Could past failure help Oklahoma State?

On the heels of the most disappointing loss of the Mike Gundy era, leaders of the Oklahoma State football team decided to ensure that their teammates were focused heading into the next week.

No, we’re not talking last weekend’s 30-21 loss to West Virginia.

During the week following OSU’s 37-31 upset loss to Iowa State in 2011, Brandon Weeden, Markelle Martin and the rest of the senior leaders on that squad made sure their teammates understood the Cowboys’ Big 12 championship hopes remained intact. They didn’t want the loss to snowball and keep them from winning their first Big 12 title.

Waiting in the wings, redshirting freshman J.W. Walsh observed it all. Now, the Cowboys’ starting quarterback plans to use that experience to help his squad get back on track with the heart of Big 12 Conference play looming.

“When we lost to Iowa State, the older guys took it upon themselves to make sure we were buying into the next week and was not letting Iowa State beat us again,” Walsh said. “Watching what those guys did and trying to incorporate what they did is key for us this year.”

OSU lost its Big 12 favorite status with a sloppy loss to the Mountaineers as turnovers, missed opportunities and horrible special teams play doomed the Cowboys during their first Big 12 trip to Morgantown, W. Va. Walsh and company reviewed their mistakes in the film room on Sunday then turned the switch immediately.

“It’s forget it, time to move on, you have to see the mistakes you made, correct them then time to move forward,” Walsh said. “We can’t let West Virginia beat us twice, there’s still a lot of games to be played, we can still win the Big 12. We can’t sit back and ponder on what we did wrong against West Virginia.”

The Cowboys’ defense actually played well enough to win against the Mountaineers, recording two interceptions while holding WVU to 4.28 yards per play. One of WVU’s three touchdowns was off an interception return. Yet defensive tackle Calvin Barnett left Morgantown disappointed with his unit’s ability to make big plays when it mattered.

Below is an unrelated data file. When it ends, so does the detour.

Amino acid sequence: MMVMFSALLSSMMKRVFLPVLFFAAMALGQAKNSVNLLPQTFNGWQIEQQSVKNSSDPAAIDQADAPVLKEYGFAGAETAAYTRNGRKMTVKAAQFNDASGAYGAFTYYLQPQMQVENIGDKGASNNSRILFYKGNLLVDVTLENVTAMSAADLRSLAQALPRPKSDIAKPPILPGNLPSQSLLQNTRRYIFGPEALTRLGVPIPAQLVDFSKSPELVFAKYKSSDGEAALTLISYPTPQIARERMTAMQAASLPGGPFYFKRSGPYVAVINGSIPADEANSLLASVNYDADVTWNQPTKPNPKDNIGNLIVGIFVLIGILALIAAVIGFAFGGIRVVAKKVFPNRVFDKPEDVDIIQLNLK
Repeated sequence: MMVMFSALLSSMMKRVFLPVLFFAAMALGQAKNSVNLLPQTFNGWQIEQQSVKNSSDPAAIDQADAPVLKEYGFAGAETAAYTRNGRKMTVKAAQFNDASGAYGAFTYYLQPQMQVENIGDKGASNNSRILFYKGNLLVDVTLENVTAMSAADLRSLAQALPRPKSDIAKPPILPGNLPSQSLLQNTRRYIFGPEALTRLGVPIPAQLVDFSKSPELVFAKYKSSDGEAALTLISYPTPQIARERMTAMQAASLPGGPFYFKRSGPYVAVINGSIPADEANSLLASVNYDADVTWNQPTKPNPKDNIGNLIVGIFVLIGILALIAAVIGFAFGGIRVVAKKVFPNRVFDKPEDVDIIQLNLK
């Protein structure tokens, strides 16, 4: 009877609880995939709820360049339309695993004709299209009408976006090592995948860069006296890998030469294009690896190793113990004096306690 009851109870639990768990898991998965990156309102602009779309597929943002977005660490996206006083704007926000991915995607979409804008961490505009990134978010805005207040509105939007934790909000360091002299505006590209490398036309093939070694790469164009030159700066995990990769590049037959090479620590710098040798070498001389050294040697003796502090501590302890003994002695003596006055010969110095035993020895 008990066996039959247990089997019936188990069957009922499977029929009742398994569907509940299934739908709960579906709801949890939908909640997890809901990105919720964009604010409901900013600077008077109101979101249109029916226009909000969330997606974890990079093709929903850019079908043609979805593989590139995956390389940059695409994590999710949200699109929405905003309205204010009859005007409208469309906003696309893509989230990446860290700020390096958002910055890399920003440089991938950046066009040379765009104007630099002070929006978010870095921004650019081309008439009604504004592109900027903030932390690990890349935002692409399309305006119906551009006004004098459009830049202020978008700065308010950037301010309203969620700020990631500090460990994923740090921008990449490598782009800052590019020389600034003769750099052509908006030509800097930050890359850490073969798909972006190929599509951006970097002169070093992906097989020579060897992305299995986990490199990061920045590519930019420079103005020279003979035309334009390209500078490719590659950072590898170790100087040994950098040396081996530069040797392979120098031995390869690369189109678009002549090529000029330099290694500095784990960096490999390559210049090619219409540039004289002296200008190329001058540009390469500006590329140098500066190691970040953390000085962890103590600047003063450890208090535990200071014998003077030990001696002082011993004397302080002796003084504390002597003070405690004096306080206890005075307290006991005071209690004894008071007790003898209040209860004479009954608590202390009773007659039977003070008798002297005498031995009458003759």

“We have to continue to get better, we allowed them to score too much, we didn’t do our job,” Barnett said. “We allowed too many big plays and [were] not making plays on the ball or getting off blocks to make a play when we had a chance to.”

As Barnett reviewed the performance, one thing stood out. The senior liked OSU’s defensive performance during several different stretches, particularly when the Cowboys stayed focused on their individual responsibilities within the system. When they didn’t, trouble arose.

“We have to be our biggest critic,” he said. “There were plays we could have made but didn’t. Everybody being accountable for doing their job, that’s really all it comes down to.”

The mistake-filled performance left the Cowboys with a bad taste in their mouths but also with an understanding of how they can improve. Walsh needs to make better decisions with the ball, the offensive line needs to block better, running backs need to run better, the receivers need to make catches when they get the chance and the defense needs to limit explosive plays from the opposition.

Because, even with the shocking setback, enough talent to win a Big 12 title still roams the halls of the West End Zone in Boone Pickens Stadium.

“We lost a game but it was just because of mistakes, it wasn’t because we aren’t a good football team,” Walsh said. “We made a lot of mistakes and all of those mistakes are correctable.”

OSU had high expectations heading into the season as the preseason favorite to win the conference. Now they’ve tumbled down the conference standings with people questioning how good they really can be. They’ll get their first chance to prove they are a team capable of winning a Big 12 title on Saturday against defending Big 12 champion Kansas State.

“We did lose but at the same time, usually the team that wins the national championship has lost that season and last year the Big 12 [title] was split,” Barnett said. “We still have a chance, our goals are still in front of us, it’s just how bad do we want it because, obviously, we’re not as good as we thought we were.”